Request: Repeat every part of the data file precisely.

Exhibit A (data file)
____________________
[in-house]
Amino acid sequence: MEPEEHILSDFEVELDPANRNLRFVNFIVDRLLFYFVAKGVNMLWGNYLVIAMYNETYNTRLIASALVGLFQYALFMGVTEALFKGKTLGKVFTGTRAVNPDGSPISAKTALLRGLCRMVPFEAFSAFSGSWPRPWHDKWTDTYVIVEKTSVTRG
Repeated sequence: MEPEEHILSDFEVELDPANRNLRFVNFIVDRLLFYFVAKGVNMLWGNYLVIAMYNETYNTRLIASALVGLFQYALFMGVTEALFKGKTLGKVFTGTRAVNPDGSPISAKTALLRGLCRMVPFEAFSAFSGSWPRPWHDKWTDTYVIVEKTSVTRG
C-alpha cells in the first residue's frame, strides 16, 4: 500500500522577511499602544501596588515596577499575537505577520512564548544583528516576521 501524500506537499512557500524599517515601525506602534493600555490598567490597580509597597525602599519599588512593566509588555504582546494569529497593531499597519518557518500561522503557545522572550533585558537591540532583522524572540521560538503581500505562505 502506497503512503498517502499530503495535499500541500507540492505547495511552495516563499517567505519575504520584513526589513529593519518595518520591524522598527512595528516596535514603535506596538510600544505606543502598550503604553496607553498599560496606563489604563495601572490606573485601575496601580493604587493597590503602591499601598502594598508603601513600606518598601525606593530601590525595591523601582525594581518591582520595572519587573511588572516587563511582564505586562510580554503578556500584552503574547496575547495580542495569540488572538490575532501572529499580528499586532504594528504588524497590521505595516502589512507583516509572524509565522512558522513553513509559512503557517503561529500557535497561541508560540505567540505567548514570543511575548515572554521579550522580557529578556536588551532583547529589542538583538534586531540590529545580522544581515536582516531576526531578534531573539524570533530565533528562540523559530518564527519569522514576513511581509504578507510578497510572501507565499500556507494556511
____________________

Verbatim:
[in-house]
Amino acid sequence: MEPEEHILSDFEVELDPANRNLRFVNFIVDRLLFYFVAKGVNMLWGNYLVIAMYNETYNTRLIASALVGLFQYALFMGVTEALFKGKTLGKVFTGTRAVNPDGSPISAKTALLRGLCRMVPFEAFSAFSGSWPRPWHDKWTDTYVIVEKTSVTRG
Repeated sequence: MEPEEHILSDFEVELDPANRNLRFVNFIVDRLLFYFVAKGVNMLWGNYLVIAMYNETYNTRLIASALVGLFQYALFMGVTEALFKGKTLGKVFTGTRAVNPDGSPISAKTALLRGLCRMVPFEAFSAFSGSWPRPWHDKWTDTYVIVEKTSVTRG
C-alpha cells in the first residue's frame, strides 16, 4: 500500500522577511499602544501596588515596577499575537505577520512564548544583528516576521 501524500506537499512557500524599517515601525506602534493600555490598567490597580509597597525602599519599588512593566509588555504582546494569529497593531499597519518557518500561522503557545522572550533585558537591540532583522524572540521560538503581500505562505 502506497503512503498517502499530503495535499500541500507540492505547495511552495516563499517567505519575504520584513526589513529593519518595518520591524522598527512595528516596535514603535506596538510600544505606543502598550503604553496607553498599560496606563489604563495601572490606573485601575496601580493604587493597590503602591499601598502594598508603601513600606518598601525606593530601590525595591523601582525594581518591582520595572519587573511588572516587563511582564505586562510580554503578556500584552503574547496575547495580542495569540488572538490575532501572529499580528499586532504594528504588524497590521505595516502589512507583516509572524509565522512558522513553513509559512503557517503561529500557535497561541508560540505567540505567548514570543511575548515572554521579550522580557529578556536588551532583547529589542538583538534586531540590529545580522544581515536582516531576526531578534531573539524570533530565533528562540523559530518564527519569522514576513511581509504578507510578497510572501507565499500556507494556511